Non Player Character (Chapter 6: Point of Honour)

Non Player Character is a work-in-progress but I wanted to share it while I work on the first draft. Please bear in mind that this is an unedited work, but hopefully you will still enjoy it!


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Chapter Six: Point of Honour

After a week of chatting on and off on the chatroom with the others, I was standing on my dungeon master’s doorstep and still resisting the urge to run. I don’t know what it is about my brain that puts me in a constant state of fleeing for my life, but my heart was beating way too fast and my chest was tight and I was pretty sure I’d forgotten everyone’s names and also my own.

Currently, I was hovering, which was the first step before running. The prospect of going down a hallway into a closed room to sit around a table with several other people was pressing down on me and thus far I had not knocked, rung the bell, made any noises or taken any actions such as might cause me to be noticed.

I was going to run. I could feel it coming on with the certainty of a hook in the gut drawing me away. I didn’t know if I could face sitting on the outside of this group of friends again. I didn’t know if I could bring myself to put on the stern voice of Astara and act like I didn’t mind that I wasn’t part of this party yet — I was, to them, an NPC of unknown motivations.

NPC — non player character. It was a phrase the niggled at me, had always gotten under my skin. In games, it wasn’t just that NPCs weren’t the heroes — they weren’t players. They had no active control in their lives. They weren’t real, the way the players were real. Limited dialogue, limited actions, scripted behaviour. Sometimes I felt like that described me, because I didn’t seem to have the words, the initiative, or the strength to direct my own life. Perhaps, I was just an NPC in someone else’s game.

Finally, my tenuous resolve snapped. I spun away from the door, my hand going to my pocket for my phone. I would make my excuses in the chatroom and —

My forehead hit someone’s chin. I squeaked and squeezed my eyes shut and stumbled back, horrified that my gasp had caused me to inhale the person’s — admittedly mild and fruity — scent.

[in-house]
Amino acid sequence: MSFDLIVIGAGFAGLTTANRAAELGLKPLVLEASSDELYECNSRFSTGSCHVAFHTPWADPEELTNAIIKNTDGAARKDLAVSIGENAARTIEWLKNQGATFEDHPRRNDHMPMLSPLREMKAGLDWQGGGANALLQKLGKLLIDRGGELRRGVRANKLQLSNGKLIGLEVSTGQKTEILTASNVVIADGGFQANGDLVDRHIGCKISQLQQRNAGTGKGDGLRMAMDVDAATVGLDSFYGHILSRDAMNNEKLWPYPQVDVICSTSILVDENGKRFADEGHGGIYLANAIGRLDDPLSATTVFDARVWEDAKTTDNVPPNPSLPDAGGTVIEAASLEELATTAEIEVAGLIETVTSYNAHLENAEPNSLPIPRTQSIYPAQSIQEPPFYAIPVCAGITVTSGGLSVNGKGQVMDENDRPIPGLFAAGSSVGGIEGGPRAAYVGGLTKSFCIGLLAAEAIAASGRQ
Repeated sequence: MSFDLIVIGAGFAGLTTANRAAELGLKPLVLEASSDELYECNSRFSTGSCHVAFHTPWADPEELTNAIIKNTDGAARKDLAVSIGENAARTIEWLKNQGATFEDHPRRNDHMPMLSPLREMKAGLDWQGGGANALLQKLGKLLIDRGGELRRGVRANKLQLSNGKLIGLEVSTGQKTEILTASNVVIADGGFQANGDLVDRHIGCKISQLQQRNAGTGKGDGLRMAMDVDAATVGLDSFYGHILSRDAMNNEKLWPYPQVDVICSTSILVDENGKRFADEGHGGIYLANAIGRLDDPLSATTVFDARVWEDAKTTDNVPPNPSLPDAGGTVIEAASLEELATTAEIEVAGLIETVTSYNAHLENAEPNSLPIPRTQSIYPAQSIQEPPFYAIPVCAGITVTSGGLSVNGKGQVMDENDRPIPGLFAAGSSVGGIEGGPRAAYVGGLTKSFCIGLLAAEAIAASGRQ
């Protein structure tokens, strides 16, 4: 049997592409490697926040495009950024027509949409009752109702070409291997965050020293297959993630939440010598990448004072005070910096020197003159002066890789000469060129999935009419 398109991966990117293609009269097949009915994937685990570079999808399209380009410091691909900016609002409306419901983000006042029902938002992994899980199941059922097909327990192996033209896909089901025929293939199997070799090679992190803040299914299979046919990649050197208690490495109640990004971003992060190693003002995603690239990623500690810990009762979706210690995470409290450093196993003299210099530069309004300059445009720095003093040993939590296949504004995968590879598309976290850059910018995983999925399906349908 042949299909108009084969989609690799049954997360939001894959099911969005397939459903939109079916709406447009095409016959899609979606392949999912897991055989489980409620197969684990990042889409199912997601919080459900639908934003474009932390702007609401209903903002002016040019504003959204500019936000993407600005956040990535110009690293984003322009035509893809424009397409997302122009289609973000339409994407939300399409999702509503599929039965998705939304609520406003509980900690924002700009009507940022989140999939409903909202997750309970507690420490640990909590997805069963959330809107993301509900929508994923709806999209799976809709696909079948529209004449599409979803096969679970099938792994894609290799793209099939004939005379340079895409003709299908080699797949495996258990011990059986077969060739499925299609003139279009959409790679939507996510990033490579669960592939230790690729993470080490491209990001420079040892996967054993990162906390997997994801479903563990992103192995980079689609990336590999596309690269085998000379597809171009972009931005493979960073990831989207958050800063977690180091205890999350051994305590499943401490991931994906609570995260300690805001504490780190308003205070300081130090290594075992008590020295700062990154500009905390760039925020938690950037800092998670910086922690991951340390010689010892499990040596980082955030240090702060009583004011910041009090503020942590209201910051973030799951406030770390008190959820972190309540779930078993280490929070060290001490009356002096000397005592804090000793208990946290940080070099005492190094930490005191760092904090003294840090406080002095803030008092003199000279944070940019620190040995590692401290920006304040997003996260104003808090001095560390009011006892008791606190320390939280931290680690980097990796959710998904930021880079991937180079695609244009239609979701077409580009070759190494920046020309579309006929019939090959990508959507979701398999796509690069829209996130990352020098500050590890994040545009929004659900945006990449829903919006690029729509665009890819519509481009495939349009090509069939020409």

My eyes sprang open. ‘I’m so, so sorry –’

‘It’s okay, I just — um, accidents happen.’ It was Rex, looking sheepish. His hood was down today, and he looked pale and vulnerable in the summer sun. He wore ripped jeans and a patchy dragon-patterned grey and blue hoodie, the same ARO backpack slung over one shoulder.

But I was somehow still apologising and feeling a bit manic about it. I had walked into someone. I could smell him. My face had touched his actual face. And I knew it was getting weird, how I kept talking, but I couldn’t seem to stop the words from coming and he was probably horrified, he certainly looked it, and —

‘Tar? Do you — could you come sit here, with me, for a minute?’ He put his hands in his hoodie pocket, meeting my eyes briefly before looking down again.

The question froze my frantically spinning thoughts. ‘I — yeah.’

He walked over to the little stone wall surrounding Pauline’s small front garden and sat down on it. I was so grateful that something had stopped my neverending apologising that I sat down next to him without my panic building.

‘I usually need a minute,’ he said. ‘Before I go in. I need to … assemble myself.’ He kicked his feet against the wall and added in a murmur, ‘Remember how to talk.’ He glanced up at me, then away. ‘I get it if you need to go, but if you want to stay, you can sit here with me for a while before going in.’

He threaded his fingers and put his hands in his lap, his expression turning inward. He didn’t seem to be waiting for an answer, and that alone gave me the room to stay. His head was half-turned away from me, his body language loose-jointed except for a brittleness about the shoulders. His eyelashes were long and pale, resting on his cheeks when his gaze lowered.

I looked away from him, not wanting to be weird. That was a thing I knew I needed to watch — not just that I avoided people’s eyes too much, but also that I was too willing to observe when I knew I was unobserved myself. There were so many rules around looking — where you should look, and for how long, and in what way. None of it came naturally to me.

But Rex wasn’t looking at me, or talking to me, or asking anything of me that I could tell. He’d made an invitation with no pressure and an easy out.

And somehow that made it easier to stay, and stare at my feet, and think about Astara, and the Ninth Rain, and everything I had been looking forward to all week. I was aware of Rex beside me, but his presence wasn’t a burden, the way other people often were. He wasn’t waiting for me to be something or do something. He was content with this.

After a few minutes, when the whirlwind of my thoughts had at last stilled to a nervous breeze, I looked to Rex, and he straightened and looked at me. ‘Good?’

I nodded, and, to prove it: ‘Yeah. Thanks.’

He smiled briefly. ‘Good. Me too.’ He looked around at the door and took a shuddering breath. ‘Okay. Let’s do this.’